Laser-printed photographs can become family heirlooms when you imprint them on timber with the help of Mod Podge decoupage glue and gel medium. The method actually makes the picture part of the timber, allowing you to peel off its paper backing after the Mod Podge dries. If you prefer just to use the picture into the timber, rather than transfer the picture to the timber, you do not require the gel medium.
Moving to Wood
Print digital photographs with a laser printer on plain white printer paper. When using a non-digital photograph, scan it and print. Photo transfers produce a mirror image, so flip the picture in image-processing software before printing in the event that you do not need mirroring.
Paint the surface of a block of bare wood with a thick coat of gel medium using a sponge brush.
Press the picture against the timber face-down for the transfer technique. Smooth the picture from the middle outward with your fingertips.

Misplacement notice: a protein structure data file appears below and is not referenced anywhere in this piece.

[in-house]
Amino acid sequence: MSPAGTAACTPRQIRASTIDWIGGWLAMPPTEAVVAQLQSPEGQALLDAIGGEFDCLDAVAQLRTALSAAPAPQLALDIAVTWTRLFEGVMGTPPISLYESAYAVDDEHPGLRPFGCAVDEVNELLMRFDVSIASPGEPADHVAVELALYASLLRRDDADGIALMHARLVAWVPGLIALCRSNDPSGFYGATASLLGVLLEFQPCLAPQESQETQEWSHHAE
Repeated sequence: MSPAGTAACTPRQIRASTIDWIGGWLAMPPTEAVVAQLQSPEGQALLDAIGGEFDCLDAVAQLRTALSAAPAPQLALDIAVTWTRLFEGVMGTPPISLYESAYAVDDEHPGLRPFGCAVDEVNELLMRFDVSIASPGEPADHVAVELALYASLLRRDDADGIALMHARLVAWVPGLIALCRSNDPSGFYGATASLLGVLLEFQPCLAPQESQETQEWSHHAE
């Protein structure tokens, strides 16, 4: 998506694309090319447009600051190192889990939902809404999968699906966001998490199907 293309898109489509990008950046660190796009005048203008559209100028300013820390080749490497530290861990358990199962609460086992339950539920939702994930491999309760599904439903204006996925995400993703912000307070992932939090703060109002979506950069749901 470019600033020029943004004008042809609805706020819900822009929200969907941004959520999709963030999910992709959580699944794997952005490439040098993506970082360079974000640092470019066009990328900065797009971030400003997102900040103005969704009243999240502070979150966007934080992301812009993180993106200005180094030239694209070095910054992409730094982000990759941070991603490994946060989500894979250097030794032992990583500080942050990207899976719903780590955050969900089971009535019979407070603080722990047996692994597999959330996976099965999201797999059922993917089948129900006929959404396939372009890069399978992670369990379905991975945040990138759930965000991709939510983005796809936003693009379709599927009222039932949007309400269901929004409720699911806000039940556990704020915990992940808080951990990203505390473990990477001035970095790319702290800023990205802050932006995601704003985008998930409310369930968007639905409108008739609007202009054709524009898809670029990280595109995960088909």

Burnish the picture to get rid of any air bubbles and wrinkles. If you do not have a burnishing roller, rub on the photograph in tiny circles from the center outward with the back of a metal spoon.
Allow the wood block to dry overnight.
Wet the dried paper with a generous quantity of water onto a sponge.
Rub the moist paper off with your fingertips to reveal the picture. Gently scrub any remaining deposits with the sponge.
Permit the block to dry.
Paint a thick layer of Mod Podge over the surface picture with a tidy foam brush. Permit the Mod Podge to dry, paint on another layer and then allow that layer to dry.
Paint the surface of a block of bare wood with a thick coat of Mod Podge using a sponge brush.
Set the picture right-side up on the timber. Smooth the picture from the middle outward with your fingertips.
Burnish the picture to get rid of any air bubbles and wrinkles. Allow to dry.
Cover with two more layers of Mod Podge, allowing each layer to dry before painting on the next.